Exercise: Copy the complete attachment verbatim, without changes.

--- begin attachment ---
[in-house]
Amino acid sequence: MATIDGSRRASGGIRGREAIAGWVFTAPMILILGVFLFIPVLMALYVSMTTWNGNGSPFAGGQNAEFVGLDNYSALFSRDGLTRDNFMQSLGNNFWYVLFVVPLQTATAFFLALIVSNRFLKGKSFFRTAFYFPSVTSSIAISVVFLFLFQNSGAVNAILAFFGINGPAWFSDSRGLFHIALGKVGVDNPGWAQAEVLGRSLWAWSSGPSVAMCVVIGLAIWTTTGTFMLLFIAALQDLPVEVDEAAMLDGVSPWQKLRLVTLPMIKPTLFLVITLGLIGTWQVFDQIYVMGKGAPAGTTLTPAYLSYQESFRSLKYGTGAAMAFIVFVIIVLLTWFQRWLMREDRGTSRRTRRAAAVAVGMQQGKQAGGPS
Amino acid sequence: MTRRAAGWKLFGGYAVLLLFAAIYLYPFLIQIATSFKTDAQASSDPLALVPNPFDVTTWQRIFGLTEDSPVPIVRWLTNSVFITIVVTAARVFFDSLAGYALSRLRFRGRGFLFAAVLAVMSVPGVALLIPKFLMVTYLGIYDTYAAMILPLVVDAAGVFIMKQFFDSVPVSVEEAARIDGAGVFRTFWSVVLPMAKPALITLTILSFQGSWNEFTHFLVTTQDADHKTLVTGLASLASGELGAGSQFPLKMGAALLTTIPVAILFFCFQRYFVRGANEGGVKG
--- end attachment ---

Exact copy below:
[in-house]
Amino acid sequence: MATIDGSRRASGGIRGREAIAGWVFTAPMILILGVFLFIPVLMALYVSMTTWNGNGSPFAGGQNAEFVGLDNYSALFSRDGLTRDNFMQSLGNNFWYVLFVVPLQTATAFFLALIVSNRFLKGKSFFRTAFYFPSVTSSIAISVVFLFLFQNSGAVNAILAFFGINGPAWFSDSRGLFHIALGKVGVDNPGWAQAEVLGRSLWAWSSGPSVAMCVVIGLAIWTTTGTFMLLFIAALQDLPVEVDEAAMLDGVSPWQKLRLVTLPMIKPTLFLVITLGLIGTWQVFDQIYVMGKGAPAGTTLTPAYLSYQESFRSLKYGTGAAMAFIVFVIIVLLTWFQRWLMREDRGTSRRTRRAAAVAVGMQQGKQAGGPS
Amino acid sequence: MTRRAAGWKLFGGYAVLLLFAAIYLYPFLIQIATSFKTDAQASSDPLALVPNPFDVTTWQRIFGLTEDSPVPIVRWLTNSVFITIVVTAARVFFDSLAGYALSRLRFRGRGFLFAAVLAVMSVPGVALLIPKFLMVTYLGIYDTYAAMILPLVVDAAGVFIMKQFFDSVPVSVEEAARIDGAGVFRTFWSVVLPMAKPALITLTILSFQGSWNEFTHFLVTTQDADHKTLVTGLASLASGELGAGSQFPLKMGAALLTTIPVAILFFCFQRYFVRGANEGGVKG